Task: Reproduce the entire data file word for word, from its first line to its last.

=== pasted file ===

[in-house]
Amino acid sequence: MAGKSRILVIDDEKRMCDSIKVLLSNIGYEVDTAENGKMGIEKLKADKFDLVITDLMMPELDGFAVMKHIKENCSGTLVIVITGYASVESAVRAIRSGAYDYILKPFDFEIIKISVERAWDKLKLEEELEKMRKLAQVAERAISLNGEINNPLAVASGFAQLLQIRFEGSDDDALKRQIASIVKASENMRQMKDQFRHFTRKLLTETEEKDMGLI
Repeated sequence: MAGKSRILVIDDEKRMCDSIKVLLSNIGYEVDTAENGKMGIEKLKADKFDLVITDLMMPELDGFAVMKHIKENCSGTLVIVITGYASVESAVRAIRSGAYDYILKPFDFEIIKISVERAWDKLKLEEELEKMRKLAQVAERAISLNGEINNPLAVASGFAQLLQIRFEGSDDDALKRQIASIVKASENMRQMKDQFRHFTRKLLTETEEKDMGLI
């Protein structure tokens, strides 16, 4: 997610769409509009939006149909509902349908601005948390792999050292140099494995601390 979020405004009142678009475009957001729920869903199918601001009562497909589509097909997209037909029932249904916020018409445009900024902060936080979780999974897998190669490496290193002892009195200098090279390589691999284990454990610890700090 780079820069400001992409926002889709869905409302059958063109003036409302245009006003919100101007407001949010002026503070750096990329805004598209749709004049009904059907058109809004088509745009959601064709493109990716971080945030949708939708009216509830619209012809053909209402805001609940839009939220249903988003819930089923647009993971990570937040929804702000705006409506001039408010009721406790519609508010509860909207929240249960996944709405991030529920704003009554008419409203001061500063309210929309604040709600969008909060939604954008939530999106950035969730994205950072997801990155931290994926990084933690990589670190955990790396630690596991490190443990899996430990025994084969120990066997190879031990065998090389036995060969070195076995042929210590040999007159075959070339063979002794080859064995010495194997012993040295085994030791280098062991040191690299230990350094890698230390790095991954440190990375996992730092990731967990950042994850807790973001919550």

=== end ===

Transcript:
[in-house]
Amino acid sequence: MAGKSRILVIDDEKRMCDSIKVLLSNIGYEVDTAENGKMGIEKLKADKFDLVITDLMMPELDGFAVMKHIKENCSGTLVIVITGYASVESAVRAIRSGAYDYILKPFDFEIIKISVERAWDKLKLEEELEKMRKLAQVAERAISLNGEINNPLAVASGFAQLLQIRFEGSDDDALKRQIASIVKASENMRQMKDQFRHFTRKLLTETEEKDMGLI
Repeated sequence: MAGKSRILVIDDEKRMCDSIKVLLSNIGYEVDTAENGKMGIEKLKADKFDLVITDLMMPELDGFAVMKHIKENCSGTLVIVITGYASVESAVRAIRSGAYDYILKPFDFEIIKISVERAWDKLKLEEELEKMRKLAQVAERAISLNGEINNPLAVASGFAQLLQIRFEGSDDDALKRQIASIVKASENMRQMKDQFRHFTRKLLTETEEKDMGLI
């Protein structure tokens, strides 16, 4: 997610769409509009939006149909509902349908601005948390792999050292140099494995601390 979020405004009142678009475009957001729920869903199918601001009562497909589509097909997209037909029932249904916020018409445009900024902060936080979780999974897998190669490496290193002892009195200098090279390589691999284990454990610890700090 780079820069400001992409926002889709869905409302059958063109003036409302245009006003919100101007407001949010002026503070750096990329805004598209749709004049009904059907058109809004088509745009959601064709493109990716971080945030949708939708009216509830619209012809053909209402805001609940839009939220249903988003819930089923647009993971990570937040929804702000705006409506001039408010009721406790519609508010509860909207929240249960996944709405991030529920704003009554008419409203001061500063309210929309604040709600969008909060939604954008939530999106950035969730994205950072997801990155931290994926990084933690990589670190955990790396630690596991490190443990899996430990025994084969120990066997190879031990065998090389036995060969070195076995042929210590040999007159075959070339063979002794080859064995010495194997012993040295085994030791280098062991040191690299230990350094890698230390790095991954440190990375996992730092990731967990950042994850807790973001919550």